“The film flows between jump scare horror and the angst of puberty and back again almost without a hiccup.”


Much like the original movie, Pennywise is relegated to frightening us from the background and needs to make a massive impact when he’s on screen. In case you thought no one could replace Tim Curry, prepare to be mistaken. Bill Skarsgard is genuinely horrifying as the fear inducing clown. What separates Pennywise from other horror villains is that he has to succeed as a likeable clown as well as be terrifying enough that you are now afraid of said clowns. Skarsgard smiles, drools, and chews his way into both aspects of the character, forcing you to feel comfortable while simultaneously grimacing as the clown lulls some children with his charms and terrifies others to the point of death. The crew of The Losers is also spot on. The roles that need to be charming, likeable, and endearing are all of that, which makes their haunting all the more real for the viewer. You like each of these kids, even more so when you realize how little life has offered them and how much Pennywise is taking away. The casting is bang on and while you were going to root for the kids anyway, it’s very helpful to have such a likeable group to cheer for.

The biggest problem I had with the movie isn’t anything that actually takes place on screen. You can go and read all about what happened with Cary Fukanagwa and how WB refused to let him have his vision and adapt the novel into two expansive parts. It was actually my biggest concern about this new It – if the studio had gotten involved so much and forced Fukunaga out, how would a 2 hour It cover the entire story? Well, colour me surprised when I realized about 90 minutes in that I was just watching the first half and they had released it as a two part story! It ended up being exactly what Fukunaga pitched in the first place, so why all the trouble behind the scenes?! Now, despite how great It turned out, all I’m ever going to wonder about is the It that never was and what Cary Fukunaga would have done with the source material. Trivial? Maybe. It’s always going to sit in the back of mind though, and I’ll never fully enjoy the movie as much as I should.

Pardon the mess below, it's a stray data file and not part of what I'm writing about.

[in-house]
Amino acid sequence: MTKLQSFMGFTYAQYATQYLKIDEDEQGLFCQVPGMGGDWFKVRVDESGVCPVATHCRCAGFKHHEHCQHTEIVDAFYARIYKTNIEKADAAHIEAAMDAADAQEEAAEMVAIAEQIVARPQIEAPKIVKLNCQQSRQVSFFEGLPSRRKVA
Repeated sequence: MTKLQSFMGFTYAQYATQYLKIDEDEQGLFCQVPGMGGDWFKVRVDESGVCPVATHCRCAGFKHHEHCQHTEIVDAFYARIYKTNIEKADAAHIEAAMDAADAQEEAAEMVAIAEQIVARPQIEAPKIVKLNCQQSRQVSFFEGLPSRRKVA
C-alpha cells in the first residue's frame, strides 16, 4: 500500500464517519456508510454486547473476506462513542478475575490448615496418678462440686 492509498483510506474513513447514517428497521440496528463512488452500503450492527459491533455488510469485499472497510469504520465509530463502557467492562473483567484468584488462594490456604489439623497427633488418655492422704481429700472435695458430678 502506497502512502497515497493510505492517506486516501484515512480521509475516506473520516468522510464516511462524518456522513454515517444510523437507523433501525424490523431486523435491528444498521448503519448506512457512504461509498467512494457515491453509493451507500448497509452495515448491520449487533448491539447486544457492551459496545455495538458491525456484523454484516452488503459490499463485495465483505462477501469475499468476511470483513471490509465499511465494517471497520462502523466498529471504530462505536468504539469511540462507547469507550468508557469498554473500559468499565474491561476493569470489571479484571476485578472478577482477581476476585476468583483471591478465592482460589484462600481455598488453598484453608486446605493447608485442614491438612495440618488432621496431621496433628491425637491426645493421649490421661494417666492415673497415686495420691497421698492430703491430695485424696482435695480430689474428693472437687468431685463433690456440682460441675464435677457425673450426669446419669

It Screen

Overall, It is a terrific remake that rivals the original. Hell, I’ll just say it – I think it’s better. It’s funny, scary, violent, has a great cast, and reminded me of why I’m so disturbed by clowns. If there’s anything to say against it that isn’t my own bias, it’s that It probably isn’t going to scare you as much as you think. It’s creepy as all hell, but the actual scares aren’t quite as terrifying as I thought they were going to be. I mean, it haunts my dreams, but I didn’t jump out of my seat as often as I expected to.

It (2017) is tracking for a record breaking opening weekend, basically assuring that we’ll see the second part. Even if we didn’t, this was still one hell of a ride that everyone should take part in. The movie currently playing pretty much everywhere.

The Good

  • Creepy as hell
  • Pitch perfect performances
  • Fleshes out aspects of the novel

The Bad

  • A better film than it is scary